Some words of advice and sympathy for Ed Miliband

by Ray_North on August 23, 2013

ed-milibandIf I were in Ed Miliband’s shoes, I’d now be thinking, what is the point, I’d then, probably invite a couple of the lads out for a beer down my local put a few tunes on the jukebox and get thoroughly pissed.
Sadly for Ed, if he did that, it would probably be in the newspapers tomorrow – ‘Red Ed, in six pints of bitter shame,’ or something equally fatuous.

And therein lies the problem for the leader of the opposition – he can’t behave like many others might, he has to be seen to be beyond reproach in every aspect of his life, his character has to be flawless – spiritually, mentally, intellectually, even physically (the poor sod had his adenoids done, because the Tories were baying at him).

And his policies have to similarly ‘beyond reproach’ and being beyond reproach, that means beyond the hysteria that would generated by the Tories and the Tory press if he said what he really believed.

I feel a certain natural regard Ed Miliband (a friend of mine recently suggested that we’d both met him at a DEMOS function back in the day, even going as far as saying that we’d had a game of pool in a bar afterwards, but, I have no recollection of this) – I reckon that if I sat down with him, there wouldn’t be much we’d disagree with.

I reckon that I’d say something about there being a need to fundamentally change our economy so that we are less reliant upon the banking and financial services industry, and he’d probably agree. I reckon that we’d agree about the need to reform further and higher education to expand vocational qualifications that can be obtained with the help and funding of industry, and about the need to find new ways of funding academic post-school education to ensure that children from less privileged backgrounds are able to study academic subjects at top universities for free; I reckon we’d agree on the need to draw away from the privatization of the NHS; and to invest in green energy. I think he’d agree with me that we have gone too far in the erosion of basic civil liberties and that, at the end of the day a referendum on our continued inclusion in Europe would be disastrous. He may even agree with me on basic reforms of our voting system and second chamber. And, when I told him that I thought that austerity was the economics of an imbecile despite the slight improvement in our economic performance – I put money on him, saying, ‘Ray, you’re absolutely right, taking all demand out a struggling economy is ridiculous.’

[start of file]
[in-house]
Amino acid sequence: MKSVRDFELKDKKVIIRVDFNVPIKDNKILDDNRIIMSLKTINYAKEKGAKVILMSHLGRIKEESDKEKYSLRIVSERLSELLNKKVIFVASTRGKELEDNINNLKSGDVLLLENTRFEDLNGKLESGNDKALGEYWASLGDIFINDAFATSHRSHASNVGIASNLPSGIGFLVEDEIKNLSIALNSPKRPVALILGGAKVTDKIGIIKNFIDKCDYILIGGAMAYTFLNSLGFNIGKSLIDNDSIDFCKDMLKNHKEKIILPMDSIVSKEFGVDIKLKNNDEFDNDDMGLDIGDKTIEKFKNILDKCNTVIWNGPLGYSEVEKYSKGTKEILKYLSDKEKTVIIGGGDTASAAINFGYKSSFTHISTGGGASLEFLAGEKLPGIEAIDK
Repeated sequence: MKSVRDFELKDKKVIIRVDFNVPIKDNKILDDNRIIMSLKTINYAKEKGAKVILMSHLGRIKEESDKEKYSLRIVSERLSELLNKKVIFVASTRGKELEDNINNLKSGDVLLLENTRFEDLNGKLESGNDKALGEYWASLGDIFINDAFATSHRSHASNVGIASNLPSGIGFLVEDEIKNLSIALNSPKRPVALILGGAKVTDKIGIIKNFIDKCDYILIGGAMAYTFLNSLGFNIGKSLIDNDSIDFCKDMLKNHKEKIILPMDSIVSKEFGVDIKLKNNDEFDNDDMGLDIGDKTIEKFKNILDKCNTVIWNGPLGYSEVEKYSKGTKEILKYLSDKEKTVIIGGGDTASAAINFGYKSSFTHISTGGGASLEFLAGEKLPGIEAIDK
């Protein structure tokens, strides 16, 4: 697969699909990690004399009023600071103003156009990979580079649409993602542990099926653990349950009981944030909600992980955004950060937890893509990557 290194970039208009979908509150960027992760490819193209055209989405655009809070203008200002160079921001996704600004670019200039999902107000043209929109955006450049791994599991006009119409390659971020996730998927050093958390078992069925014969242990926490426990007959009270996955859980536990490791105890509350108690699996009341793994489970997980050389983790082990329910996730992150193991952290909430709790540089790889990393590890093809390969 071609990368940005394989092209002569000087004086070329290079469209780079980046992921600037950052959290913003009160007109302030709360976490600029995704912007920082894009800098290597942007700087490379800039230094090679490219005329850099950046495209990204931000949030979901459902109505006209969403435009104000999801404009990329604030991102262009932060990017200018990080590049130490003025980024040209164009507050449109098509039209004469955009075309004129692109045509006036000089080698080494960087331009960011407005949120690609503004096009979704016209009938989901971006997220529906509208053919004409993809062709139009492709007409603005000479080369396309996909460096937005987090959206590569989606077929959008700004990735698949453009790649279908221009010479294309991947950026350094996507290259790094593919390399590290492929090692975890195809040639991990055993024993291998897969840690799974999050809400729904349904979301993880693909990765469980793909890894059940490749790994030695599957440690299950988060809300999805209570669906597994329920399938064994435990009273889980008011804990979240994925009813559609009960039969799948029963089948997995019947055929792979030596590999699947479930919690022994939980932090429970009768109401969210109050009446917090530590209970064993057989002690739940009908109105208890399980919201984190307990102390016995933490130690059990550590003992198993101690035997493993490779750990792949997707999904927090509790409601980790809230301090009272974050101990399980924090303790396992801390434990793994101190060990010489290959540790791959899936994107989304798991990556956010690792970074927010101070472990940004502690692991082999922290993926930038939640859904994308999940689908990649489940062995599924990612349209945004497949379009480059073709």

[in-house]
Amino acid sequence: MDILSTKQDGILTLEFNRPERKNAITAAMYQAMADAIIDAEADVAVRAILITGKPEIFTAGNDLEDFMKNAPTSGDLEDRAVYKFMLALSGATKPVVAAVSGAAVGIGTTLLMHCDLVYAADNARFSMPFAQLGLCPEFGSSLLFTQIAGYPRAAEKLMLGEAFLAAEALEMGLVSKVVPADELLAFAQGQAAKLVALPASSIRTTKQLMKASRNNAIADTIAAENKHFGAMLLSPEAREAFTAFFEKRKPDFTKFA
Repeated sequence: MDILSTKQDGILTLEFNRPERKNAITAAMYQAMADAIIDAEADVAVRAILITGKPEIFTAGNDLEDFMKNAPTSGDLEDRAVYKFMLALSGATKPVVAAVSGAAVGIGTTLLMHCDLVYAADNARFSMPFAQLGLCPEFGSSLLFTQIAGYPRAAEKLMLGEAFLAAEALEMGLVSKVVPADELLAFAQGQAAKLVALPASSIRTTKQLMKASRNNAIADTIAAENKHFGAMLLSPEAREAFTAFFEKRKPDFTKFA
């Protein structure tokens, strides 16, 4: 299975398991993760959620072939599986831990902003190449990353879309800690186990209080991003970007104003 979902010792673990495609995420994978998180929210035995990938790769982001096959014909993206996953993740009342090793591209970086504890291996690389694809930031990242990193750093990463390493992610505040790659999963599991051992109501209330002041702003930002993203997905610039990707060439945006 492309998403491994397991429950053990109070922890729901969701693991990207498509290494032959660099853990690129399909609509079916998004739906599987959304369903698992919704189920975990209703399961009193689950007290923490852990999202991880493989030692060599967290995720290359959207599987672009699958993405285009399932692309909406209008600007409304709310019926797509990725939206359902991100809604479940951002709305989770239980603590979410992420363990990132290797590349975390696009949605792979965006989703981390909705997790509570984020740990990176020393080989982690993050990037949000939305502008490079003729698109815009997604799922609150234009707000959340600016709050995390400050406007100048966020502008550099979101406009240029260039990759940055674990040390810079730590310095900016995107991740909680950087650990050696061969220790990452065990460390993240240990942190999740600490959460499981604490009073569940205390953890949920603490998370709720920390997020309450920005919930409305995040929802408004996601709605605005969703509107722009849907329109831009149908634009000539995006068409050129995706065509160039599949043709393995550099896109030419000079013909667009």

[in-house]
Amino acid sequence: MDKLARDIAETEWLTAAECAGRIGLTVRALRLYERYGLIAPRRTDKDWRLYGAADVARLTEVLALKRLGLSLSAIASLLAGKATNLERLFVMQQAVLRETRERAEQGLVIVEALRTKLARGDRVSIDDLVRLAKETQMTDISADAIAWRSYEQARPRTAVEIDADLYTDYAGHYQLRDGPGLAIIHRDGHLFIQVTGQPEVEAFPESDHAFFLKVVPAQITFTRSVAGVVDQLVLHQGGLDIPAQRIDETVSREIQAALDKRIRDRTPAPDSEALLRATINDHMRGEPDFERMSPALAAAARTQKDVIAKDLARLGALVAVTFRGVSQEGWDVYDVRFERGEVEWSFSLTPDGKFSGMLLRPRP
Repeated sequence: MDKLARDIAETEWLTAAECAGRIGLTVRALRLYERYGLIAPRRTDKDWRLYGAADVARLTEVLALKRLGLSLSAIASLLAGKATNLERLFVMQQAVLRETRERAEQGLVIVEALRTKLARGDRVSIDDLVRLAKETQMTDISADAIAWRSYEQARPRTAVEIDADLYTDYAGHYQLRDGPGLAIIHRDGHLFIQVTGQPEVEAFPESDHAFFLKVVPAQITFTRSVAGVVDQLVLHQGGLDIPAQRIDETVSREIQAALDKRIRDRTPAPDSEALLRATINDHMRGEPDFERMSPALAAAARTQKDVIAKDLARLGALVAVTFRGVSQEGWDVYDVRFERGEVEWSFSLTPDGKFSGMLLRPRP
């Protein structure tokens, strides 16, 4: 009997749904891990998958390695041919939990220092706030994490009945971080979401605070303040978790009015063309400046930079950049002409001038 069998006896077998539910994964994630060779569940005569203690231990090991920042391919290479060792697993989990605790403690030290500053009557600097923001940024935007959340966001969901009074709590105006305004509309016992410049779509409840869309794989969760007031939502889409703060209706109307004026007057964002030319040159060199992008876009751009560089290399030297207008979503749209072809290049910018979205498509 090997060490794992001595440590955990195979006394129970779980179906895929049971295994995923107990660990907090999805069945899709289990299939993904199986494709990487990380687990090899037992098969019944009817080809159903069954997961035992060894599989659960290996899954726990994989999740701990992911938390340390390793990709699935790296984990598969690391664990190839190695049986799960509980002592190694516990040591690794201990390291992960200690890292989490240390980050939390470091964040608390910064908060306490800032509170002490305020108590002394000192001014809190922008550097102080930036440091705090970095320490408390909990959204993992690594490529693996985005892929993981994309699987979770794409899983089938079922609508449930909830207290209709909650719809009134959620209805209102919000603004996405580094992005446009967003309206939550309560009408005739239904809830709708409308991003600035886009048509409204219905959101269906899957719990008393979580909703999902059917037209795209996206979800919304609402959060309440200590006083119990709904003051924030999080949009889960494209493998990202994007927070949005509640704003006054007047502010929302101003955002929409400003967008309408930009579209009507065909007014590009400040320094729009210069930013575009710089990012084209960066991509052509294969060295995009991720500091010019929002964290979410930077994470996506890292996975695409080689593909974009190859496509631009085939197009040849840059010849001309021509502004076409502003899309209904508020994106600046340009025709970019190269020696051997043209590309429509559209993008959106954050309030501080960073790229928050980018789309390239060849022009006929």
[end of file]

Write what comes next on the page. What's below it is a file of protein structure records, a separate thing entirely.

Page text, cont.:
I’d go away happy. I’d go away thinking – well, he’s got my vote, what a decent fella.
But, alas, Ed would not go away with the same positive ‘up and at em’ feeling of confidence, rather, he would leave knowing that if he stated in public the matters upon which we agreed, he’d get lynched. Profligate, he’d be called, a profligate and liberal lover of foreigners and terrorists. In the House, David Cameron supported by the braying crowd of wide-eyed loonies who populate the Tory benches, will attack him for failing to accept the need for austerity and giving the people a chance to vote on Europe, and, massive improvements in education etc and, the clip on the 10o’clock news would show Cameron in his full blooded purple faced pomp.

And as the Tories become more confident and secure, the whispering voices of the Blairites will start to
remind Ed how, in the 1990’s Labour won by moving to the centre. And, before you know it, Ed is being pilloried by all and sundry.
And after all, Labour knows that, psephologically, it will win a certain number of seats regardless of whether it’s policy thrust is to the right or to the left.